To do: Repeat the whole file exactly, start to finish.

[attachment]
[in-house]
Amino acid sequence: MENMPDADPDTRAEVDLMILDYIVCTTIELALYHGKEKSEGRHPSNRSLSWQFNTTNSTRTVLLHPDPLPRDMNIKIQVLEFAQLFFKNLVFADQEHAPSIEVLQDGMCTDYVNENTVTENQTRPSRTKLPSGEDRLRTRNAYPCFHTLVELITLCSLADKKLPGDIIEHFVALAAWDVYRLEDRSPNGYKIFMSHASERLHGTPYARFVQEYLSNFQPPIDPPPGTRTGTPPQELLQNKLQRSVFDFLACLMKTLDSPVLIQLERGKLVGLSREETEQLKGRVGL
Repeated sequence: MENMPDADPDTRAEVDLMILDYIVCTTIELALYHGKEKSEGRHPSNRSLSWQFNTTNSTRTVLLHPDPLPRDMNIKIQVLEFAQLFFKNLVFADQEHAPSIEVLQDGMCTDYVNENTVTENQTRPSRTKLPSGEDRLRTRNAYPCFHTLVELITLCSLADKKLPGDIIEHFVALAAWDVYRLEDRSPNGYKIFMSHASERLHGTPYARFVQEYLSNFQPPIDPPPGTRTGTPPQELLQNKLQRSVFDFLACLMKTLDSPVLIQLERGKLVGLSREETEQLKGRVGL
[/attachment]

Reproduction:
[in-house]
Amino acid sequence: MENMPDADPDTRAEVDLMILDYIVCTTIELALYHGKEKSEGRHPSNRSLSWQFNTTNSTRTVLLHPDPLPRDMNIKIQVLEFAQLFFKNLVFADQEHAPSIEVLQDGMCTDYVNENTVTENQTRPSRTKLPSGEDRLRTRNAYPCFHTLVELITLCSLADKKLPGDIIEHFVALAAWDVYRLEDRSPNGYKIFMSHASERLHGTPYARFVQEYLSNFQPPIDPPPGTRTGTPPQELLQNKLQRSVFDFLACLMKTLDSPVLIQLERGKLVGLSREETEQLKGRVGL
Repeated sequence: MENMPDADPDTRAEVDLMILDYIVCTTIELALYHGKEKSEGRHPSNRSLSWQFNTTNSTRTVLLHPDPLPRDMNIKIQVLEFAQLFFKNLVFADQEHAPSIEVLQDGMCTDYVNENTVTENQTRPSRTKLPSGEDRLRTRNAYPCFHTLVELITLCSLADKKLPGDIIEHFVALAAWDVYRLEDRSPNGYKIFMSHASERLHGTPYARFVQEYLSNFQPPIDPPPGTRTGTPPQELLQNKLQRSVFDFLACLMKTLDSPVLIQLERGKLVGLSREETEQLKGRVGL